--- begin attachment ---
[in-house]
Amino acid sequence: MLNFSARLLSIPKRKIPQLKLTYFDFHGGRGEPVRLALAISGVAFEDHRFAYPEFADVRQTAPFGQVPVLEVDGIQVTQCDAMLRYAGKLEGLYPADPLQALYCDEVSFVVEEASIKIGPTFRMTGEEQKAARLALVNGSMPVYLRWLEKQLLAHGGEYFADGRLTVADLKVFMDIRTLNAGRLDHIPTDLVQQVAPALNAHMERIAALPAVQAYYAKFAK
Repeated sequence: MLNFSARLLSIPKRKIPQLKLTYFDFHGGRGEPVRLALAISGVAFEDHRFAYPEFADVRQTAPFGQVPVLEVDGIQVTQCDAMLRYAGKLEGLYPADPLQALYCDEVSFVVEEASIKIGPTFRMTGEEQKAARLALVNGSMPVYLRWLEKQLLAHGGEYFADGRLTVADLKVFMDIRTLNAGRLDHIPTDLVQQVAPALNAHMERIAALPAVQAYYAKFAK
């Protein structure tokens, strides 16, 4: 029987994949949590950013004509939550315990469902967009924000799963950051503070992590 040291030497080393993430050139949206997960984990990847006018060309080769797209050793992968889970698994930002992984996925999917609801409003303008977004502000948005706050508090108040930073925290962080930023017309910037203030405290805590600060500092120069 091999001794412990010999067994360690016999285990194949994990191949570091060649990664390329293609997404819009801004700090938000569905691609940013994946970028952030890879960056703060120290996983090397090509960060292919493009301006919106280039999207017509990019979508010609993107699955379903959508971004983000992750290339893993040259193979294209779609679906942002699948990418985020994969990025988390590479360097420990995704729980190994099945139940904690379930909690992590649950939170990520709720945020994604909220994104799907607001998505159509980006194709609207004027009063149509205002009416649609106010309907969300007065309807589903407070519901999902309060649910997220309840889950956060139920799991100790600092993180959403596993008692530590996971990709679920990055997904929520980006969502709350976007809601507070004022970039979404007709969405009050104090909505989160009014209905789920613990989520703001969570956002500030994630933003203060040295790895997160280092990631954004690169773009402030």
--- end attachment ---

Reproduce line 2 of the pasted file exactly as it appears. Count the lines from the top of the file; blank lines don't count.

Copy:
Amino acid sequence: MLNFSARLLSIPKRKIPQLKLTYFDFHGGRGEPVRLALAISGVAFEDHRFAYPEFADVRQTAPFGQVPVLEVDGIQVTQCDAMLRYAGKLEGLYPADPLQALYCDEVSFVVEEASIKIGPTFRMTGEEQKAARLALVNGSMPVYLRWLEKQLLAHGGEYFADGRLTVADLKVFMDIRTLNAGRLDHIPTDLVQQVAPALNAHMERIAALPAVQAYYAKFAK